The economics of decentralization. Although all municipalities on the Atlantic Coast have to address similar problems, they vary enormously in their abilities to do so. Corn Island is perhaps the strongest, both financially and technically. Others are practically powerless to provide even minimal services, such as trash pickup and potable water. According to Howard, decentralization is essential for enabling them to do their jobs.

ldquo;If we can decentralize our governments, many of our municipalities can become financially independent,” said Howard. “They can use their own resources to address their problems, rather than relying on help from the central government.”

ldquo;They will also have the ability to prepare laws to put before the national assembly that will help them protect their own interests,” he said.

The key to it all, according to Howard and other Atlantic Coast leaders, is getting control over the region’s natural resources. Historically, decisions on exploiting minerals, timber, and fisheries were made in Managua. Companies from outside the Atlantic Coast—and from outside the country—were sold concessions, and most of the money ended up in the capital city.

ldquo;We have to join together and propose laws to the central government that will both protect our resources and ensure that our wealth remains here,” said Howard. “The Atlantic Coast has 70 percent of Nicaragua’s natural resources. But it’s Managua that makes the decisions. They just say, ‘we’re going to take so much more timber, so much more lobster,’ without considering if this is sustainable. In the end, if they return just 5 percent of the profits to the Atlantic Coast, they say it’s plenty. We have to protest this.”

Now the talk is about oil. It appears likely that this poorest region in Nicaragua—maybe the poorest in all of Central America—sits astride petroleum deposits that could be tapped for 20 years. How much of the profits will benefit the people of the Atlantic Coast?

In the global economy, having access to export markets is essential. In this regard, Howard says that Nicaragua’s Atlantic Coast should no longer rely on firms from the Pacific to market the region’s products abroad. Not only would local people derive more direct economic benefit if they controlled their industries, but just as importantly, they would learn essential skills and gain experience.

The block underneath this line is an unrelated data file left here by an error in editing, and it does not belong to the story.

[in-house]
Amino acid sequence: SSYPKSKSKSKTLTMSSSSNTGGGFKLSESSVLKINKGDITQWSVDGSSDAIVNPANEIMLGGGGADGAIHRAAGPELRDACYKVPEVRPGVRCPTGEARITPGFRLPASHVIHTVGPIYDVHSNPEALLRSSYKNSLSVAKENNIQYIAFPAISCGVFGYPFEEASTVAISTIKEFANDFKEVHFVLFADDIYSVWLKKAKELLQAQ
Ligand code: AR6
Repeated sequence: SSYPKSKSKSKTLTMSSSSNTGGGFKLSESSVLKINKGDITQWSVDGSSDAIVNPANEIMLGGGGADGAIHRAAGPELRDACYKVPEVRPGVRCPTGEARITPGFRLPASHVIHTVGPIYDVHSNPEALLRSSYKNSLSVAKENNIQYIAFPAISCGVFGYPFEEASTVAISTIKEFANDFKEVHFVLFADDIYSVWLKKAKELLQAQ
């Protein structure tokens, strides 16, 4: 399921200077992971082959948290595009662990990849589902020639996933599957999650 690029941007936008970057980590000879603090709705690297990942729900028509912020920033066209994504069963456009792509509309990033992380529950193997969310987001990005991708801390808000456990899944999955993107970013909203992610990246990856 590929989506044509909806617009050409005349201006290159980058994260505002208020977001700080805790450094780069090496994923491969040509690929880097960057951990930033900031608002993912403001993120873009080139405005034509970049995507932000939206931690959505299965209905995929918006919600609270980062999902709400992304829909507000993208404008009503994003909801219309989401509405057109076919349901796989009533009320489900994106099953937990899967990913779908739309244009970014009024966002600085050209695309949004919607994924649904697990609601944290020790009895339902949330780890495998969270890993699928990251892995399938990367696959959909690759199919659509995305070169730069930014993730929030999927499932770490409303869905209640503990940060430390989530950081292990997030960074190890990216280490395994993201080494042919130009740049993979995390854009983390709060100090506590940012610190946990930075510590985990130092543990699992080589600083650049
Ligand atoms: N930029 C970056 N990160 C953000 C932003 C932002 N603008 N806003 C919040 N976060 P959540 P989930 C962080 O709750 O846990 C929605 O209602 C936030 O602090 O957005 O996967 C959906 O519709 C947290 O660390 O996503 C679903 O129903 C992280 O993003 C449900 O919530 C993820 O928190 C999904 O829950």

But an export economy needs infrastructure, particularly roads and docks. Here again, Howard protests that firms from outside the region are getting contracts that should be going to local people. “The profits of a Managua firm are spent in Managua, not here. They think they are solving our problems. But their solutions are creating more problems. We want Atlantic Coast firms to make money here and invest it here.”

But for local firms to win contracts, they must be able to bid on a level playing field. “When this kind of work comes up, firms from the Pacific know about it long before we do. They have the contacts,” he said, “so they get the contracts. I would say they are so ‘lucky’ to get the contract.”

The problem goes deeper than historical circumstances, or even lack of experience, according to Howard. Discrimination is also a factor, he said, even though it is often hidden. “We are Miskito people, black people,” he said. “We’re Protestants, not Catholics.”

In all of this, Howard feels that the new IDB program will help to begin a process of change. No longer marginalized by its geography and political weakness, this region will be able to assert itself and control its future.

But more than geography distinguishes the Atlantic Coast from the rest of the country. When its residents refer to people “del Pacífico,” (from the Pacific), or españoles, they mean persons with a very different cultural and racial mix from their own. The Pacific side of the country is Spanish in its heritage and mestizo in its ethnic background. Its graceful colonial cities of Granada and León recall the early years of Spanish rule. After independence from Spain, the country briefly became part of the Mexican Empire, and then a member of a federation of independent Central American provinces. Then followed a period as an independent republic marked by intense political rivalries, and a brief interlude in which an American interloper briefly seized the presidency.

But while the Pacific region passed through these tumultuous years of adolescence on its path to nationhood, the Atlantic Coast remained a British protectorate. Its communities developed a distinctive racial, linguistic and cultural mix that exists to this day.

Only in 1894 was the Atlantic Coast region incorporated into Nicaragua. And until 1987, the entire area was administered from Managua, the capital, as one enormous department.

A product of its geography and history, the population of the Atlantic Coast is very different from that of the rest of the country. In the south and on into Costa Rica live large numbers of Creoles of African heritage. They speak a distinctive language, all but unintelligible to an outsider, as well as English, and in many cases Spanish too. Members of the distinct Garifuna communities speak their own language altogether.